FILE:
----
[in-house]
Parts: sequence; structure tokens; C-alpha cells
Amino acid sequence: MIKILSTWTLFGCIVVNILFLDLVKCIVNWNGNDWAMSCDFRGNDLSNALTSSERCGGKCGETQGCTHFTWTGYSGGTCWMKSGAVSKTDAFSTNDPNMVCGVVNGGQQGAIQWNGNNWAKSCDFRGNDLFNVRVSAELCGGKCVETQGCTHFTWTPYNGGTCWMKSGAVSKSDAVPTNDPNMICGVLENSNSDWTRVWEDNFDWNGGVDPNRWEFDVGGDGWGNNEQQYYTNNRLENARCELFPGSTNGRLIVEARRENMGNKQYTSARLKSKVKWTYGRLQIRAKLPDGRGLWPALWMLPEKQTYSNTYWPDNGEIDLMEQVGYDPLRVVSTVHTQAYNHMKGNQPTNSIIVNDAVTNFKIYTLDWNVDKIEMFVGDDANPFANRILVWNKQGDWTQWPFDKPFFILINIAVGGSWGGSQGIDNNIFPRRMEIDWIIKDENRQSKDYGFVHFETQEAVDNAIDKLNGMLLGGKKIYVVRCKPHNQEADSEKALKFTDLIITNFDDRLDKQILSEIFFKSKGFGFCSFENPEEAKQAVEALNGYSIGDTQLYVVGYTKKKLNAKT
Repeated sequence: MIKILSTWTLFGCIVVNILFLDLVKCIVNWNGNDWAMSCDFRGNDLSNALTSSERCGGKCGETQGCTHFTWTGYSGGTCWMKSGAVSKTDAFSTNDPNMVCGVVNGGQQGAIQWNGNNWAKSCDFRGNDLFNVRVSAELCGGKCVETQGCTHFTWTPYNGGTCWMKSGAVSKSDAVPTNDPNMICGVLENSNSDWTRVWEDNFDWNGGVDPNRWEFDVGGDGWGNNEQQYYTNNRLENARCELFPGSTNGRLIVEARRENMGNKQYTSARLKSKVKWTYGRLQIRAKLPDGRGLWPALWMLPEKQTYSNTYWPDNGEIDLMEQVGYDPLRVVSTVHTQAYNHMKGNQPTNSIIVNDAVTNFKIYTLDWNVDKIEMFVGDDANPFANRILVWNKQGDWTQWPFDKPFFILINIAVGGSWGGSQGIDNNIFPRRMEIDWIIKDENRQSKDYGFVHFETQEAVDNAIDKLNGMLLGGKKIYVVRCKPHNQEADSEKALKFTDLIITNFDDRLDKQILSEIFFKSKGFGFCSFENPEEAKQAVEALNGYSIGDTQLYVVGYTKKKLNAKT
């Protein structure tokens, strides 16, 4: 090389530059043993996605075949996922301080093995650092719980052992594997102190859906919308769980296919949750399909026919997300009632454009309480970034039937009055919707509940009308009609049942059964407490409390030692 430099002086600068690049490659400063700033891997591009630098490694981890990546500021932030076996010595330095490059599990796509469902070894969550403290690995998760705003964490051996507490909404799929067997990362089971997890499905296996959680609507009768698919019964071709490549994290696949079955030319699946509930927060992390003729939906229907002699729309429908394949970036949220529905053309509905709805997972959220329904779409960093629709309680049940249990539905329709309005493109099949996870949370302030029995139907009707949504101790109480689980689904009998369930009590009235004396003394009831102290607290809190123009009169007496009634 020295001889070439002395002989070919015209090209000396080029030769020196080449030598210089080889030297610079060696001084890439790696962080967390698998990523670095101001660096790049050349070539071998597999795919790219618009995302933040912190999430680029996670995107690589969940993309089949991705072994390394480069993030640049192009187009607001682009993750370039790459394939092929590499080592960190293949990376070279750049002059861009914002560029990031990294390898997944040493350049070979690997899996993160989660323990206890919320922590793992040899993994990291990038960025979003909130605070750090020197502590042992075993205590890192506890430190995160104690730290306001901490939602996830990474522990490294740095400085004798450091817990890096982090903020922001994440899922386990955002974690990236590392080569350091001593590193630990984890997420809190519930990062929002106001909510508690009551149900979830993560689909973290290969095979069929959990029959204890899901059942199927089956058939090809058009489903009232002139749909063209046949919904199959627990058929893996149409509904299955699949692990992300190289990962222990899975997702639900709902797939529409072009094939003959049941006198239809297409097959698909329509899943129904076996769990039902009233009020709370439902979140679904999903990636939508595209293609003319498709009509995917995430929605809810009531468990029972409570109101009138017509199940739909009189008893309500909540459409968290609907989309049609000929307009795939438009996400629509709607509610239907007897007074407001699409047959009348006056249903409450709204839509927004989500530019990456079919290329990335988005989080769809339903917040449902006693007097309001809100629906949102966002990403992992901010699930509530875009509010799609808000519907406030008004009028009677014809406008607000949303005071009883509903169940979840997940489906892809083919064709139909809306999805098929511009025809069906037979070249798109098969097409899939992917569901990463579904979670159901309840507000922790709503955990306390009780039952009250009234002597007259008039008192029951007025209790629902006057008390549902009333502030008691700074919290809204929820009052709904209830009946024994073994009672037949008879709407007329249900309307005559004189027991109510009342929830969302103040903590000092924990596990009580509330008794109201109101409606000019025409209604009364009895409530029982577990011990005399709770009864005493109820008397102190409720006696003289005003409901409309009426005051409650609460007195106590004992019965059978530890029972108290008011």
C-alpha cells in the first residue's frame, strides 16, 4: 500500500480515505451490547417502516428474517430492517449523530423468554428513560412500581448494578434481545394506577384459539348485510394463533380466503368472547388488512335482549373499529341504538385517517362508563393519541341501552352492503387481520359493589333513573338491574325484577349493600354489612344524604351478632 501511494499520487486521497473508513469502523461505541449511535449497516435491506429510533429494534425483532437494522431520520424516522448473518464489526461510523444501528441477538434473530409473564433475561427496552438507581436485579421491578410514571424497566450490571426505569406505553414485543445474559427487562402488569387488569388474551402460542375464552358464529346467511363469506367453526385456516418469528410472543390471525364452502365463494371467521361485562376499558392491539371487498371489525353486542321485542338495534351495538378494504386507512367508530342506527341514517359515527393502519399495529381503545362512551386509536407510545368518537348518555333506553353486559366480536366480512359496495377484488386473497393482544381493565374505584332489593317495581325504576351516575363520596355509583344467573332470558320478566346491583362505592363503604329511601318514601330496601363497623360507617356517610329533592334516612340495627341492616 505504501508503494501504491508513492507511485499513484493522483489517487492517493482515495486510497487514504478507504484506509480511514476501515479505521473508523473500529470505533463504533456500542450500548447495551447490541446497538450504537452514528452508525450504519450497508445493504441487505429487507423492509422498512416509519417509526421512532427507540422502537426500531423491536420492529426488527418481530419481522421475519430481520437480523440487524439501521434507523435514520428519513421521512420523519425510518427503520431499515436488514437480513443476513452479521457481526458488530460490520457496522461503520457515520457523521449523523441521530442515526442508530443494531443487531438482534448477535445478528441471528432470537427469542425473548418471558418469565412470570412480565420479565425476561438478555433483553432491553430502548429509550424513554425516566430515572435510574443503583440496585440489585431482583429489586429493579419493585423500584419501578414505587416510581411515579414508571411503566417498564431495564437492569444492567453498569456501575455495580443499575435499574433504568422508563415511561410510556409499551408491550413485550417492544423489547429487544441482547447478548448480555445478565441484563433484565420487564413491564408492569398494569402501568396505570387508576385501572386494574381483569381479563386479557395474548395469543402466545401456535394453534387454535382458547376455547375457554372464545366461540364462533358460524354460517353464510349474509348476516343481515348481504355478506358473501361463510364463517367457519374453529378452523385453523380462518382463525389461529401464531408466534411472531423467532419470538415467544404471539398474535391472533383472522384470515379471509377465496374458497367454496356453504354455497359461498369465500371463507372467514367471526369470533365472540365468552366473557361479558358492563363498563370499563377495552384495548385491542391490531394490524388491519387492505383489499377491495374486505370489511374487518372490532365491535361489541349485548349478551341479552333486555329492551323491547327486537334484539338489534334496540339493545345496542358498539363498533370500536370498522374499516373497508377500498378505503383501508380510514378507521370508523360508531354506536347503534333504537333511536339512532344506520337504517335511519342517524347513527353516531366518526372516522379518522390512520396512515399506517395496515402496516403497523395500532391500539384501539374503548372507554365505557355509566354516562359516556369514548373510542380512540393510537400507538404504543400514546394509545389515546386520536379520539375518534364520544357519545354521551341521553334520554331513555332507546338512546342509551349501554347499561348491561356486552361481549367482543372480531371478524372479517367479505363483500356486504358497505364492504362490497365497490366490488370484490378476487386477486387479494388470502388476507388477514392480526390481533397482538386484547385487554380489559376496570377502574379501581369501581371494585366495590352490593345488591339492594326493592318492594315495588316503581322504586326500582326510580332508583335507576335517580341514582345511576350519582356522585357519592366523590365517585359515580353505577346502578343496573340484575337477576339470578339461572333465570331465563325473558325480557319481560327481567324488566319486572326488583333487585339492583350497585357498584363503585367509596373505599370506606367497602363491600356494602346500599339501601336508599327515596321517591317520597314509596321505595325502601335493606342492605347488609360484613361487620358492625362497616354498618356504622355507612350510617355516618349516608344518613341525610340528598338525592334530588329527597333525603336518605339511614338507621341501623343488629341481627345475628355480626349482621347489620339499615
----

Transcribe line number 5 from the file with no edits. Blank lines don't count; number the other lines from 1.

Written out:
């Protein structure tokens, strides 16, 4: 090389530059043993996605075949996922301080093995650092719980052992594997102190859906919308769980296919949750399909026919997300009632454009309480970034039937009055919707509940009308009609049942059964407490409390030692 430099002086600068690049490659400063700033891997591009630098490694981890990546500021932030076996010595330095490059599990796509469902070894969550403290690995998760705003964490051996507490909404799929067997990362089971997890499905296996959680609507009768698919019964071709490549994290696949079955030319699946509930927060992390003729939906229907002699729309429908394949970036949220529905053309509905709805997972959220329904779409960093629709309680049940249990539905329709309005493109099949996870949370302030029995139907009707949504101790109480689980689904009998369930009590009235004396003394009831102290607290809190123009009169007496009634 020295001889070439002395002989070919015209090209000396080029030769020196080449030598210089080889030297610079060696001084890439790696962080967390698998990523670095101001660096790049050349070539071998597999795919790219618009995302933040912190999430680029996670995107690589969940993309089949991705072994390394480069993030640049192009187009607001682009993750370039790459394939092929590499080592960190293949990376070279750049002059861009914002560029990031990294390898997944040493350049070979690997899996993160989660323990206890919320922590793992040899993994990291990038960025979003909130605070750090020197502590042992075993205590890192506890430190995160104690730290306001901490939602996830990474522990490294740095400085004798450091817990890096982090903020922001994440899922386990955002974690990236590392080569350091001593590193630990984890997420809190519930990062929002106001909510508690009551149900979830993560689909973290290969095979069929959990029959204890899901059942199927089956058939090809058009489903009232002139749909063209046949919904199959627990058929893996149409509904299955699949692990992300190289990962222990899975997702639900709902797939529409072009094939003959049941006198239809297409097959698909329509899943129904076996769990039902009233009020709370439902979140679904999903990636939508595209293609003319498709009509995917995430929605809810009531468990029972409570109101009138017509199940739909009189008893309500909540459409968290609907989309049609000929307009795939438009996400629509709607509610239907007897007074407001699409047959009348006056249903409450709204839509927004989500530019990456079919290329990335988005989080769809339903917040449902006693007097309001809100629906949102966002990403992992901010699930509530875009509010799609808000519907406030008004009028009677014809406008607000949303005071009883509903169940979840997940489906892809083919064709139909809306999805098929511009025809069906037979070249798109098969097409899939992917569901990463579904979670159901309840507000922790709503955990306390009780039952009250009234002597007259008039008192029951007025209790629902006057008390549902009333502030008691700074919290809204929820009052709904209830009946024994073994009672037949008879709407007329249900309307005559004189027991109510009342929830969302103040903590000092924990596990009580509330008794109201109101409606000019025409209604009364009895409530029982577990011990005399709770009864005493109820008397102190409720006696003289005003409901409309009426005051409650609460007195106590004992019965059978530890029972108290008011």